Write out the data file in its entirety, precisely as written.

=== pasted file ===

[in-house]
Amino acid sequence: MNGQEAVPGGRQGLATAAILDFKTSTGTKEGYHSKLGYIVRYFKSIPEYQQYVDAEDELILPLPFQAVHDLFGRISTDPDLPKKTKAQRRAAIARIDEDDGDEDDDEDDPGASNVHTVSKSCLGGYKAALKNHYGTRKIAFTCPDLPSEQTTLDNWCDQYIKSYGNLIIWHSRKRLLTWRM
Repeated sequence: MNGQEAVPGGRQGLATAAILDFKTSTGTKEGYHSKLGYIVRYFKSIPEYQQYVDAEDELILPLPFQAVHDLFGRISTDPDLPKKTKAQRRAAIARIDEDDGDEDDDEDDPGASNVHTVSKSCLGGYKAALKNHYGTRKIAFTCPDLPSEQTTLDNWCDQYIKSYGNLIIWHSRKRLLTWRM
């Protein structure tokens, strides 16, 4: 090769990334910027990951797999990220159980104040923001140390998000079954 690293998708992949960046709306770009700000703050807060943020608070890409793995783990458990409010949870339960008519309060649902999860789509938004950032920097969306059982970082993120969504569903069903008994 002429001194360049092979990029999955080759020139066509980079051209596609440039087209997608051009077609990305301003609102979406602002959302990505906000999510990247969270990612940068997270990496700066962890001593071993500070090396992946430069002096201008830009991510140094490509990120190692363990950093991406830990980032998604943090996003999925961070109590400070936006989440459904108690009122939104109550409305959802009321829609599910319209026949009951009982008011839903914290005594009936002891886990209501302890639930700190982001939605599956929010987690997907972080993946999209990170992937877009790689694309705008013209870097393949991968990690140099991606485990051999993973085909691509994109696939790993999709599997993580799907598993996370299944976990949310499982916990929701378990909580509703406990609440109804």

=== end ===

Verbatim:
[in-house]
Amino acid sequence: MNGQEAVPGGRQGLATAAILDFKTSTGTKEGYHSKLGYIVRYFKSIPEYQQYVDAEDELILPLPFQAVHDLFGRISTDPDLPKKTKAQRRAAIARIDEDDGDEDDDEDDPGASNVHTVSKSCLGGYKAALKNHYGTRKIAFTCPDLPSEQTTLDNWCDQYIKSYGNLIIWHSRKRLLTWRM
Repeated sequence: MNGQEAVPGGRQGLATAAILDFKTSTGTKEGYHSKLGYIVRYFKSIPEYQQYVDAEDELILPLPFQAVHDLFGRISTDPDLPKKTKAQRRAAIARIDEDDGDEDDDEDDPGASNVHTVSKSCLGGYKAALKNHYGTRKIAFTCPDLPSEQTTLDNWCDQYIKSYGNLIIWHSRKRLLTWRM
């Protein structure tokens, strides 16, 4: 090769990334910027990951797999990220159980104040923001140390998000079954 690293998708992949960046709306770009700000703050807060943020608070890409793995783990458990409010949870339960008519309060649902999860789509938004950032920097969306059982970082993120969504569903069903008994 002429001194360049092979990029999955080759020139066509980079051209596609440039087209997608051009077609990305301003609102979406602002959302990505906000999510990247969270990612940068997270990496700066962890001593071993500070090396992946430069002096201008830009991510140094490509990120190692363990950093991406830990980032998604943090996003999925961070109590400070936006989440459904108690009122939104109550409305959802009321829609599910319209026949009951009982008011839903914290005594009936002891886990209501302890639930700190982001939605599956929010987690997907972080993946999209990170992937877009790689694309705008013209870097393949991968990690140099991606485990051999993973085909691509994109696939790993999709599997993580799907598993996370299944976990949310499982916990929701378990909580509703406990609440109804």